Investigators search for source of Brownsburg blaze

This is an archived article and the information in the article may be outdated. Please look at the time stamp on the story to see when it was last updated.

by Megan Trent

BROWNSBURG, Ind. (September 26, 2014) - Investigators spent Friday sifting through the layers of debris left behind from an overnight blaze at a family owned trucking company in Brownsburg.

Seven fire departments and more than 70 firefighters responded to the fire at T.J. Lefter Trucking Company just after midnight. They were on the scene for more than five hours, and the water company was called to increase water pressure in nearby hydrants.

"When you're setting up an aerial operation and each one of those aerials is throwing a thousand gallons a minute of water, that's a large amount of water," says Chief Bill Brown with the Brownsburg Fire Territory.

Brown says it was difficult seeing the family who owns the business watch their property burn to the ground.

"To see him and his wife here on the scene last night and talking with them, it was very emotional," says Brown. "They've been at this location for a number of years, and their life savings and sweat equity went up in flames last night."

The building was empty at the time of the fire.

"Luckily, no one was hurt," says Brown. "That's our first and foremost consideration; everyone goes home safely."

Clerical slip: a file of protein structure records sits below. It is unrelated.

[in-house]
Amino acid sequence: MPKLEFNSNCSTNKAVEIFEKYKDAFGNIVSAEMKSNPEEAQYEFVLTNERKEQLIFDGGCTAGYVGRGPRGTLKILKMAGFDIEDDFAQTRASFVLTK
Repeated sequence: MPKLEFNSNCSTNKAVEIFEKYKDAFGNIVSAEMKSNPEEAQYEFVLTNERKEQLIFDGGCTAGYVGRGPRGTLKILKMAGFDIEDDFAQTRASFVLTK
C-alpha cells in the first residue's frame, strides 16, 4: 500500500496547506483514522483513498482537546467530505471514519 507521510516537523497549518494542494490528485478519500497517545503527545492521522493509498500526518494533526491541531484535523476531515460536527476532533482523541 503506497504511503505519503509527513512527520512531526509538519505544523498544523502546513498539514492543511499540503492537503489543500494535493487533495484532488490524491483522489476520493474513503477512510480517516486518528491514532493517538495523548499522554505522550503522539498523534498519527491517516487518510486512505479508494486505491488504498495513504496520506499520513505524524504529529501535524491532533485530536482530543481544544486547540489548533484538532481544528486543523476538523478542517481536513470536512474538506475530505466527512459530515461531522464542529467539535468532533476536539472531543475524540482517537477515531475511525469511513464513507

Investigators with the fire department and the insurance companies who insure the structure and the vehicles inside are working together to identify the source of the blaze.

"They both kind of work independent of one another as far as their investigations, but they work collaboratively and discuss it as they move forward," says Brown.

It could be several days, he says, before an exact cause of the fire is known. Judging by where the damage is concentrated, however, Brown says it appears the fire started on the west side the building and spread to the east end.

"We have to kind of surgically go in and start moving pieces of the fire and getting into where the fire originated. It's a forensic science to determine and cause and origin of the fire."

A mechanic who spoke with FOX59 says he was the last person to leave the building around 8:30 p.m. Thursday. He says he is always extremely careful about turning all of the equipment off and making sure the truck engines aren't hot when he leaves.

He says he lost tens of thousands of dollars worth of tools in the fire, and he just wants to know exactly what happened. He says 15 or 16 people worked at the facility.

Notice: you are using an outdated browser. Microsoft does not recommend using IE as your default browser. Some features on this website, like video and images, might not work properly. For the best experience, please upgrade your browser.